The agreement by the signatories to the Nuclear Nonproliferation Treaty was reached after all-night deliberations and intense pressure on Iraq and the United States to settle a dispute over Baghdad's nuclear compliance.
The agreement says the five nuclear powers will make an "unequivocal" commitment to eventually eliminate their weapons.
The five-year conference to review the global treaty aimed at controlling and ultimately eliminating nuclear weapons required a consensusand the U.S.-Iraq dispute threatened to sabotage approval of a final document.
But many delegates were determined not to leave empty-handed and pressured Washington and Baghdad to compromise.
Mexico's disarmament ambassador in Geneva, Antonio de Icaza, speaking on behalf of a coalition of non-nuclear states that played a key role in negotiating the new agenda, urged the two countries "to go that extra mile."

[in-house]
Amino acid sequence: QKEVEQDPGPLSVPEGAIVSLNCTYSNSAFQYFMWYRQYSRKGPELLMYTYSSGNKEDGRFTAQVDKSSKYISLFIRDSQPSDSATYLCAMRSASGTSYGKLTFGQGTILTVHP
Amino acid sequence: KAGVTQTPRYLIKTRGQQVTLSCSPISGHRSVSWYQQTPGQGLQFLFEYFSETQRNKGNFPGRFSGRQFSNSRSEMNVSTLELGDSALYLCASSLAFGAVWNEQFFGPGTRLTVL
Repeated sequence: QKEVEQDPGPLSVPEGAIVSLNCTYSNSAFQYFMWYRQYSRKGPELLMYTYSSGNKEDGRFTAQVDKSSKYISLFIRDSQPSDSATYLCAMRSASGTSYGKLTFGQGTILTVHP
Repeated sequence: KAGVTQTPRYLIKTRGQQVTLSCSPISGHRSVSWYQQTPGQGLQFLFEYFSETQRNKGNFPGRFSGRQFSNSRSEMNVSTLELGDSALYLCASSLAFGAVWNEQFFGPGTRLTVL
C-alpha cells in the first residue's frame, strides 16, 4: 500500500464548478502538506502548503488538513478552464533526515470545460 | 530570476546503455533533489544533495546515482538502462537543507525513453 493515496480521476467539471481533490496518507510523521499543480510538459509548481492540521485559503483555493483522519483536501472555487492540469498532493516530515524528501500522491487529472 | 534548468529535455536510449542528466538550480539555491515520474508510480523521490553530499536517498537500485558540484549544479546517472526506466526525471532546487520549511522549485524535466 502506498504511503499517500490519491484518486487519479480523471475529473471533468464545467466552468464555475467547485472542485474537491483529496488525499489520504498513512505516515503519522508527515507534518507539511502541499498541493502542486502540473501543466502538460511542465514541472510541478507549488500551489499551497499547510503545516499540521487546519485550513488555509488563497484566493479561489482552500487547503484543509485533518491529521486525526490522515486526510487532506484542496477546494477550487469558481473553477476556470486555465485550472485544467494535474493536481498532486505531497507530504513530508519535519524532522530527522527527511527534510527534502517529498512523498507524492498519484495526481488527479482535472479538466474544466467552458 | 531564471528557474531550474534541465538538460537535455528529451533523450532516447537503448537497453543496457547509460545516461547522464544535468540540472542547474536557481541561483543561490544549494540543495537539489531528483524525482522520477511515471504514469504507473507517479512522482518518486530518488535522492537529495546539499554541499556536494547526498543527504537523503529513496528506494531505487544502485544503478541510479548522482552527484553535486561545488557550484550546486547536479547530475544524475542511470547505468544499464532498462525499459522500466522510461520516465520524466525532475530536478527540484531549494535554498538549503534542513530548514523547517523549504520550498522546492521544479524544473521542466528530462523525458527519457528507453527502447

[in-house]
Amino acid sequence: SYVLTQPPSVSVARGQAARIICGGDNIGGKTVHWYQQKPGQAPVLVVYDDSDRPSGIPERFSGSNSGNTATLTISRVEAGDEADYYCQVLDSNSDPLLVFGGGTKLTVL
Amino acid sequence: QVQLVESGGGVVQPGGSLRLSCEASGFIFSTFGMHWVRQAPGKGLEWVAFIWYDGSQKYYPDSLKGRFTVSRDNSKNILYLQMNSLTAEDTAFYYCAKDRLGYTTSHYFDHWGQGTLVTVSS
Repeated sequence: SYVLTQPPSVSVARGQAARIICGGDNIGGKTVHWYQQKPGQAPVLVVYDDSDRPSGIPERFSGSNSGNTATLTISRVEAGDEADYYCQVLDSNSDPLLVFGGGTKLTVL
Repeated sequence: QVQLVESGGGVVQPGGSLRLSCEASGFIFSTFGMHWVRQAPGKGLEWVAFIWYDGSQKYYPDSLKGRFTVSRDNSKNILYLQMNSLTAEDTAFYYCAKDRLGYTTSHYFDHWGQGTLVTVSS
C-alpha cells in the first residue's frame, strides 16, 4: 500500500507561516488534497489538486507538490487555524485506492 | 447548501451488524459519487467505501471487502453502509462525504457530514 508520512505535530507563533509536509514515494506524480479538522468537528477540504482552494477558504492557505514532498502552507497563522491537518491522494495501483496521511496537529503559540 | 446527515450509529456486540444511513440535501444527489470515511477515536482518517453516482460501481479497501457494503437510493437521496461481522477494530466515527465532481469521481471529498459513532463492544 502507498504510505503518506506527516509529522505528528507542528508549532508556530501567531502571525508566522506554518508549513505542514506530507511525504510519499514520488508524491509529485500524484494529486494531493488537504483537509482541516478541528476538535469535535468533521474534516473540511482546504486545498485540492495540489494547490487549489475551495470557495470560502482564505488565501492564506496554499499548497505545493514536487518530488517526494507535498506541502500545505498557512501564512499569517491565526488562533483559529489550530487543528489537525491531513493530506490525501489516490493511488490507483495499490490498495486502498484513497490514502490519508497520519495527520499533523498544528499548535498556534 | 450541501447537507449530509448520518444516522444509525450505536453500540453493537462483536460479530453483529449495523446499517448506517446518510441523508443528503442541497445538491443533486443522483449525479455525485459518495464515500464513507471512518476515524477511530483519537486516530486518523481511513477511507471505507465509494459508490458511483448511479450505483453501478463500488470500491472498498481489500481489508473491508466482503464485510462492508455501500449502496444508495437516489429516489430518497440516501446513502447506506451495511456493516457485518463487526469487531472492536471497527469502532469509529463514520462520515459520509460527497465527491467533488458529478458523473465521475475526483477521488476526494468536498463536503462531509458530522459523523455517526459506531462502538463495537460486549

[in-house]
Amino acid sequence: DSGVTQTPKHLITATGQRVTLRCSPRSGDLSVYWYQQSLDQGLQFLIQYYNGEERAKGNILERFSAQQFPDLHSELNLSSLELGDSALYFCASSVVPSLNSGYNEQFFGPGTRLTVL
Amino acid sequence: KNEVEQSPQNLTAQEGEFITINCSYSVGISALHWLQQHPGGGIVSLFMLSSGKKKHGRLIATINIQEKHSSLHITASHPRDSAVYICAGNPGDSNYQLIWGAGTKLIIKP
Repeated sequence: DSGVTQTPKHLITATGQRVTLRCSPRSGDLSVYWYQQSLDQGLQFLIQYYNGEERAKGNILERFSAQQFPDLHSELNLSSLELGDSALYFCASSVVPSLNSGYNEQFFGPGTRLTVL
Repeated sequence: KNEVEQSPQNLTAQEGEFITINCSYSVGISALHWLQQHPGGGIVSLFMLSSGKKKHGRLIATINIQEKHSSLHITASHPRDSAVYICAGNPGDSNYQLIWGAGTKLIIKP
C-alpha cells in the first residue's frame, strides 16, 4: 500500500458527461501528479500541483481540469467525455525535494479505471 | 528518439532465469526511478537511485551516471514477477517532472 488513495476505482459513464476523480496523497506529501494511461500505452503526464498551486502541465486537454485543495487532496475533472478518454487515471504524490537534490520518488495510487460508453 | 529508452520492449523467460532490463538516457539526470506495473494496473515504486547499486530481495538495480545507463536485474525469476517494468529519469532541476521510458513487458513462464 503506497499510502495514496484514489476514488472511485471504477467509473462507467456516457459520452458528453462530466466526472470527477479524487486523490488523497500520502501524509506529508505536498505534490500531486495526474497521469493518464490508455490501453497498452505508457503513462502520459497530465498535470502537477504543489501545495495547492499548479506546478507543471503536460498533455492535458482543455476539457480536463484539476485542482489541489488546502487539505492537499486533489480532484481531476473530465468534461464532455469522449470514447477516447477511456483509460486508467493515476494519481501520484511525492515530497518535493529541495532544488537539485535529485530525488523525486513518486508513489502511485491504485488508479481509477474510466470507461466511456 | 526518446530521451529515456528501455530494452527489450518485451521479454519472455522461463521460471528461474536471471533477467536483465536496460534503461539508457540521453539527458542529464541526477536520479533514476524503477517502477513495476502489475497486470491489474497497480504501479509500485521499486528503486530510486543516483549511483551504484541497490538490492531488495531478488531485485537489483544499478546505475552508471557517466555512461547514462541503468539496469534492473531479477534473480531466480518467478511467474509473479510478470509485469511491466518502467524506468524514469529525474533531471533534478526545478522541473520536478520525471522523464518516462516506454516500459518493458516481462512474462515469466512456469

Signaling the importance Washington placed on the issue of Iraq's compliance with nuclear agreements, U.S. Assistant Secretary of State Robert Einhorn, who is in charge of nonproliferation, flew to New York to take part in the final talks.
Hours after his arrival, Canadian Ambassador Chris Westdal, who had worked through the night, announced an agreement to applauding delegates, saying "the last piece in our puzzle is complete."
Delegates to the conference said the new nuclear agenda was important because it represented the first time in 15 years that the 187 nuclear and non-nuclear states were able to reach a consensus.
Secretary-General Kofi Annan said it "marks a significant step forward in humanity's pursuit of a more peaceful world a world free of nuclear dangers, a world with strengthened global norms for nuclear nonproliferation and disarmament."
By EDITH M. LEDERER